Dadcore? Is Scruffy the New Stylish?
Last January, fashion influencer site Teaching Men’s Fashion ripped into celebrities whose off-screen wardrobe screams…well…I-was-dressed-in-the-dark-by-someone-who-hates-me.
But at the same time, the Fall 2018 shows (which also took place in January), took that unlikely fashion trend and offered shows dedicated to chunky sneakers, tucked-in hemlines, baggy sweatshirts, and high-waisted pants.
Under the guidance of Demna Gvasalia’s “ugly is actually pretty” aesthetic, Balenciaga’s runway showcased “Dadcore,” and, most notably, the now-sold-out $800 Triple S Sneakers, which seem to have migrated the holiday season’s “ugly sweater” down and into summer.
But is this an insider fashion joke, or a fashion moment to be taken seriously? GQ featured them as “Sneaker of the Week,” MEL writer Michael Richardson enthusiastically endorsed “the uniform of giving up,” and Grazia writer Emma Firth hedges her bets, but ultimately comes down in favor. And, in fact, these fashion trends are valuable because they take a light-hearted look at the real world through the hyperbolic lens of high fashion, and they invite us to think about how (and why) we’re drawing the line between beautiful and ugly.
But like the art that you admire in a museum, but wouldn’t necessarily want in your living room, dadcore probably shouldn’t replace your highly functional running shoes or lovely leather dress pair. As these expensive, “pre-dirty” monstrosities make evident—the problem with “intentionally ugly” as a defining aesthetic is that it really only works when it has shock value and proper context. But as soon as an “ugly” trend becomes mainstream, it’s less interesting than a refrigerator magnet Mona Lisa.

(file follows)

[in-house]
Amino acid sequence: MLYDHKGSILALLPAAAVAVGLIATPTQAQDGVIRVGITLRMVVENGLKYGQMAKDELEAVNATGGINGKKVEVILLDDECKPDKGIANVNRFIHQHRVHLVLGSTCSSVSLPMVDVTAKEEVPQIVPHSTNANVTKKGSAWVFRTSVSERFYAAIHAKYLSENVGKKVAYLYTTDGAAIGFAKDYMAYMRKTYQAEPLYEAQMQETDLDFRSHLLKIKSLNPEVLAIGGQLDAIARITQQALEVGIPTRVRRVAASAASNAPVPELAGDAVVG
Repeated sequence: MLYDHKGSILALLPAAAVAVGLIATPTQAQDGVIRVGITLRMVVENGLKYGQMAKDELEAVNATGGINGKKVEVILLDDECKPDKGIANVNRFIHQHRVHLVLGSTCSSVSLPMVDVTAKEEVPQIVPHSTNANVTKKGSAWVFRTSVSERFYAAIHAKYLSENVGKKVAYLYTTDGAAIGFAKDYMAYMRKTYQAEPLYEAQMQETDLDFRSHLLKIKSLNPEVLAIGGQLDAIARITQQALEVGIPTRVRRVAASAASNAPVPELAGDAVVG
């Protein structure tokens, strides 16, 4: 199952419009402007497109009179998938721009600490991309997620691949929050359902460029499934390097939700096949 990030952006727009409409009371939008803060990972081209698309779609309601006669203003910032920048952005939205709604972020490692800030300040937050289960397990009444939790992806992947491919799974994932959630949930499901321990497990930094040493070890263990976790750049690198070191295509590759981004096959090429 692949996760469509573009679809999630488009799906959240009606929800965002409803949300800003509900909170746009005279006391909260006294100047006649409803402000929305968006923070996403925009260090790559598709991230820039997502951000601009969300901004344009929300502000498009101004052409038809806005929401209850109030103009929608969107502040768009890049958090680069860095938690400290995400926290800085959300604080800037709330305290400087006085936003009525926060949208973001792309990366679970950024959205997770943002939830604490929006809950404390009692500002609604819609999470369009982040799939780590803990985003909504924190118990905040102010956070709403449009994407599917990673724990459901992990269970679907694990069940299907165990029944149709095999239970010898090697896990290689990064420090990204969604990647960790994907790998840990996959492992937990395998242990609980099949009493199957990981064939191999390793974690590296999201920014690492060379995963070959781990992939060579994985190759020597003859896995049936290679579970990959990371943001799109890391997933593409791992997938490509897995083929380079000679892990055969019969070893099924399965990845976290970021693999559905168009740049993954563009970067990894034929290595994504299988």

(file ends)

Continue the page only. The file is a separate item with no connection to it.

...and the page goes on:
And, of course, there are two essential questions: what do the moms think of the guys wearing “dadcore”? Verdict: about the same thing that guys think of women wearing stained, shapeless grey sweats four sizes too big. Which is to say, not much. Dadcore may be PB&J proof, but it’s a little too ironic to inspire the stuff of romance. And, in the real world, what happens to fashionable young dads wearing enormous shoes with two-inch soles and an extended footprint? Kids of the world, it’s time to make a run for the cookie jar, because dad probably won’t be nimble enough to stop you.